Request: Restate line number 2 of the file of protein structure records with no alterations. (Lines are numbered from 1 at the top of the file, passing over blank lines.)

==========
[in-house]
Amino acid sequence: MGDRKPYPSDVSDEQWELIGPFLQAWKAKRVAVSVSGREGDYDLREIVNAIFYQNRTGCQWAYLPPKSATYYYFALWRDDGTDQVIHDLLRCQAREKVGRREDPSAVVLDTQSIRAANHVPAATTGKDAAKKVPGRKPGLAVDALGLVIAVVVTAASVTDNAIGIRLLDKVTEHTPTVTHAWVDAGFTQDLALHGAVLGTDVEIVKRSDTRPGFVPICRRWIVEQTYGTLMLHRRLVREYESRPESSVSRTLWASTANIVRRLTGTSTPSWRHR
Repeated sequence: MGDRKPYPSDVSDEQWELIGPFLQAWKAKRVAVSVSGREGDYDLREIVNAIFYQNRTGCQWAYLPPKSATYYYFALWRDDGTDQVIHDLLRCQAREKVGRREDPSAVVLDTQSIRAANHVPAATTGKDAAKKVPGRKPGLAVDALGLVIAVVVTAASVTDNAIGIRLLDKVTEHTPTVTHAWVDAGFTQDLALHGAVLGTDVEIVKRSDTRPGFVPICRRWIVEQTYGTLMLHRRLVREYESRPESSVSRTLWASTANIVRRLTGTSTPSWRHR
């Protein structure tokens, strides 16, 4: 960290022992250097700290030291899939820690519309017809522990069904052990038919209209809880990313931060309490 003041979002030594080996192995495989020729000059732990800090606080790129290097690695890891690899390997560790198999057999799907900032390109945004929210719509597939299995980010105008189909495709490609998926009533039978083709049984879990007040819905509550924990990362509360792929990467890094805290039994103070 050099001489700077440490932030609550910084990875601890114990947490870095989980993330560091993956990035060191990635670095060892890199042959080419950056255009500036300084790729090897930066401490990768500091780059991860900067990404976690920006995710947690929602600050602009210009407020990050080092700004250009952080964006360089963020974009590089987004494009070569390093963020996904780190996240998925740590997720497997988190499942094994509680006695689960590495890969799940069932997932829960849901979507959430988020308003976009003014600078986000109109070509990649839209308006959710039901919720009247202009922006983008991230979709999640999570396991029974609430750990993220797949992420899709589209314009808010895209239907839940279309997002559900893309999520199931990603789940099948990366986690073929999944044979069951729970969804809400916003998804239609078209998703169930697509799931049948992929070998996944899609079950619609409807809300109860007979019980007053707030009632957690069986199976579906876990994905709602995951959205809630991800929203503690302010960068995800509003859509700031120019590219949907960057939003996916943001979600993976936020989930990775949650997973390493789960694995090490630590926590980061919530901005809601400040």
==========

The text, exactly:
Amino acid sequence: MGDRKPYPSDVSDEQWELIGPFLQAWKAKRVAVSVSGREGDYDLREIVNAIFYQNRTGCQWAYLPPKSATYYYFALWRDDGTDQVIHDLLRCQAREKVGRREDPSAVVLDTQSIRAANHVPAATTGKDAAKKVPGRKPGLAVDALGLVIAVVVTAASVTDNAIGIRLLDKVTEHTPTVTHAWVDAGFTQDLALHGAVLGTDVEIVKRSDTRPGFVPICRRWIVEQTYGTLMLHRRLVREYESRPESSVSRTLWASTANIVRRLTGTSTPSWRHR